Glossary

Classic – A door style name the Frameport brand uses to denote a narrow size of louver (1.25”) as opposed to the wider Plantation size of louver (2.25”).

Door Height – The vertical measurement of the door itself. This will differ from the measurement of the door opening width. The difference between the two is the amount of space, or clearance, required for things like hardware, flooring and movement of the door in the opening.

Door Thickness – The measurement of the door from the front to the back. Typical door thicknesses are 1” to 1-3/8” thick for interior bifold, barn, sliding and passage doors, and 1-3/4” thick for exterior doors.

Door Width – The horizontal measurement of the door itself. This will differ from the measurement of the door opening width. The difference between the two is the amount of space, or clearance, required for things like hardware, flooring and movement of the door in the opening.

Door Panel – A sheet of thin lumber, plywood or composition material inserted into the frame formed by the stiles, rails and mullions of a door.

Double Hip – see Raised Panel Profile

Finished (also: Prefinished) – Products that have been painted or stained.

Hinged Door – An interior or exterior door hung by attaching butts to the stile so that the door swings on a vertical axis.

Inside Delivery – an additional service provided by carriers for freight orders not shipped on common parcel carriers such as UPS and FedEx. Inside delivery is standardized across the industry to mean delivery of the shipment across the first threshold of a home/building.

Interior Door Frames – A pieces of wood stock used to encase and finish the rough wall framing of a door opening.

Jamb – The vertical portions of the door frame to which the door hinges and strike plate are mounted.

Louver – A set of angled slats or flat strips fixed at regular intervals in a door to allow air or light to pass through.

Nominal Size – The standardized market dimension of a door, as opposed to the actual dimensions to accommodate things such as the doors hardware, flooring, etc. Just like a 2” x 4” piece of lumber is not actually two inches by four inches in dimension, a door fitted into an opening must be slightly smaller.

Natural (also: Raw) – Products that have not been primed, painted or stained; untreated or finished wood.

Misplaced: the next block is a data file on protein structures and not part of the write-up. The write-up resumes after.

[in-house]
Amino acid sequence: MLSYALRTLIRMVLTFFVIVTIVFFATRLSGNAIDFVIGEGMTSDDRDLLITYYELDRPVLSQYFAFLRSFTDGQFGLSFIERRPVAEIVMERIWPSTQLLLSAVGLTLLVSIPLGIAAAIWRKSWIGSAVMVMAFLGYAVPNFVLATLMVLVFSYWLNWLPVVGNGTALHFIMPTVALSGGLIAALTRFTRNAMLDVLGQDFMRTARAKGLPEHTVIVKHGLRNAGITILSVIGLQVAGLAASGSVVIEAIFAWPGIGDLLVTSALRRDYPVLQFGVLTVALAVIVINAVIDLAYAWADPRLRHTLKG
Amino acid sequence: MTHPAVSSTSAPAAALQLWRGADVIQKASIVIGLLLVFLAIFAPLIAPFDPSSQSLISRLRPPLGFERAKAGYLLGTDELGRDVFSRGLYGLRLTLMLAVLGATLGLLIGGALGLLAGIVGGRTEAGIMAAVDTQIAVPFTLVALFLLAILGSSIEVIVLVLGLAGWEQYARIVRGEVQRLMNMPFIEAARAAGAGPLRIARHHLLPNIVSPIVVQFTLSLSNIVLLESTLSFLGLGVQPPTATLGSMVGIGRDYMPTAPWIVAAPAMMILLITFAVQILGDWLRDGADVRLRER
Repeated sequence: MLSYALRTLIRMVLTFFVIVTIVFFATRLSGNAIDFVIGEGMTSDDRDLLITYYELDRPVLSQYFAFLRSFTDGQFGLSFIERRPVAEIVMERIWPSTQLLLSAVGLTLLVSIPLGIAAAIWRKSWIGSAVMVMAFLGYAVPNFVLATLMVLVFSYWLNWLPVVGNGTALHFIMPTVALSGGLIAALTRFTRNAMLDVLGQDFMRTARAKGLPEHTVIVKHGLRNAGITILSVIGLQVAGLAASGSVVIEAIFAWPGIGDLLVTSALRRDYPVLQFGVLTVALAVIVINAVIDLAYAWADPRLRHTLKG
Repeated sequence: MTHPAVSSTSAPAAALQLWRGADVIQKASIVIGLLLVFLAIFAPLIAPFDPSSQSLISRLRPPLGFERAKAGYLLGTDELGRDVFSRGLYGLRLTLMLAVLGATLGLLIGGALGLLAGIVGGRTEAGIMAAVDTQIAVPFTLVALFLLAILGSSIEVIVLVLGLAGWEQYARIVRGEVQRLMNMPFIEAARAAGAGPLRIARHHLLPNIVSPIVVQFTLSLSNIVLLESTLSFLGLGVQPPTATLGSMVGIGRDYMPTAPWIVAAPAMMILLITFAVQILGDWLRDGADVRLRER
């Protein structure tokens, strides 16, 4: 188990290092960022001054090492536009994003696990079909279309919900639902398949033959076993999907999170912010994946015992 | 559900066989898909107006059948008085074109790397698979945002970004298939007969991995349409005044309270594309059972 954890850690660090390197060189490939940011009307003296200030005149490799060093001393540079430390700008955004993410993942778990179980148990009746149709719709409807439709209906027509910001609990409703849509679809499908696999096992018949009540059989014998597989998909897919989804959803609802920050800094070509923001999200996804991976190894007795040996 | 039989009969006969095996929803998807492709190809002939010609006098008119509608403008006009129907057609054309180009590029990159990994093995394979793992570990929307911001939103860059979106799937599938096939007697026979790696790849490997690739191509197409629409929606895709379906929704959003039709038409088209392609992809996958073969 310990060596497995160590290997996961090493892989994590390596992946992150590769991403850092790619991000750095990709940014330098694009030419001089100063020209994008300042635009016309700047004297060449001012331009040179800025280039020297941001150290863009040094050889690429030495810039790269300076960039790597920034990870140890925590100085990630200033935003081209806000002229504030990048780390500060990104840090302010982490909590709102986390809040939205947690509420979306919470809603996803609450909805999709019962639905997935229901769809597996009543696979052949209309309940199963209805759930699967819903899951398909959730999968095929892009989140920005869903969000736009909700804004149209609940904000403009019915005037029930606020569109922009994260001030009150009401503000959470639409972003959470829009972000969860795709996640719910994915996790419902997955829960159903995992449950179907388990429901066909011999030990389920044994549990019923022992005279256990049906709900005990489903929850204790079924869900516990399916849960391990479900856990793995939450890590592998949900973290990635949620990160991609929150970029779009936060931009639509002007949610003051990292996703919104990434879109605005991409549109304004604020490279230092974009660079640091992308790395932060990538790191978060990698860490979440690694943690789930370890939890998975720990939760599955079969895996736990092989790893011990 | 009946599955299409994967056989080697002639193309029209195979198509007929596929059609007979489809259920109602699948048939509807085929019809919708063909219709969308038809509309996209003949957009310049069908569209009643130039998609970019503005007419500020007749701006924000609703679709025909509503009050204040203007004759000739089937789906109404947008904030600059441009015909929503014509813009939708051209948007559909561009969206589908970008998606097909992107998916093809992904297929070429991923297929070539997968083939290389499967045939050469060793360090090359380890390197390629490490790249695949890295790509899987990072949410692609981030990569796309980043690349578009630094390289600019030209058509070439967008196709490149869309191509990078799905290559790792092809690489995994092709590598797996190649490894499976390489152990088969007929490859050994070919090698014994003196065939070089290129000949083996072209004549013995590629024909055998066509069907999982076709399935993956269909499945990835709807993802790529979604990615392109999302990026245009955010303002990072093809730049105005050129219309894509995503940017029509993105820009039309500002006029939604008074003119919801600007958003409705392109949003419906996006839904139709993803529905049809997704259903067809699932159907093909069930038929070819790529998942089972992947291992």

Ovolo – See Sticking Profile

Panel – A wood surface fixed within the surrounding framework (stiles, rails & mullions) of the door.

Panel Profile – A door panel, fixed within the stile & rail framework of a door, can be flat or raised. If raised, it can be enhanced with additional square, convex or concave profiles on its edges.

Plantation – A door style name the Frameport brand uses to denote a wider size of louver (2.25”) as opposed to the narrower Classic size of louver (1.25”).

Prefinished (also: Finished) - Products that have been painted or stained.

Primed - Products that have been painted with a coat (or multiple coatings) of a high quality wood primer.

Rail – The horizontal pieces that form the structural framework of a door. Depending on the style of door, there can be as many as five rails: top, cross, lock and bottom. There is no direct correlation between the number of rails and the quality and durability of a door.

Raised Panel Profile:

  • Square Hip: A square hip panel profile forms a 90-degree edge at the raised portion of the panel.
  • Single Hip: A single hip panel profile has one concave surface at the raised portion of the panel.
  • Double Hip: A double hip panel profile has two scalloped concave surfaces at the raised portion of the panel.

Raw (also: Natural) – Products that have not been primed, painted or stained; untreated or finished wood.

Single Hip – see Raised Panel Profile

Sliding Door – A door which slides in a horizontal direction parallel to a wall of the structure drawn across an aperture on a groove or suspended from a track, rather than turning on hinges.

Square – see Sticking Profile

Sticking – A wood profile cut or applied to the framework (stiles, rails & mullions) of a door.

Sticking Profiles:

  • None: This applies when a door does not have panels (full louvered doors), or is a flush door.
  • Square: A 90-degree profile on the inside edge of a panel door’s framework (stiles, rails & mullions).
  • Ovolo: A convex profile, usually a quarter section of a circle and similar to the profile of a quarter round with small 90-degree steps on top and bottom on the inside edge of a panel door’s framework (stiles, rails & mullions).

Stile – The vertical pieces that create the structural framework of a door.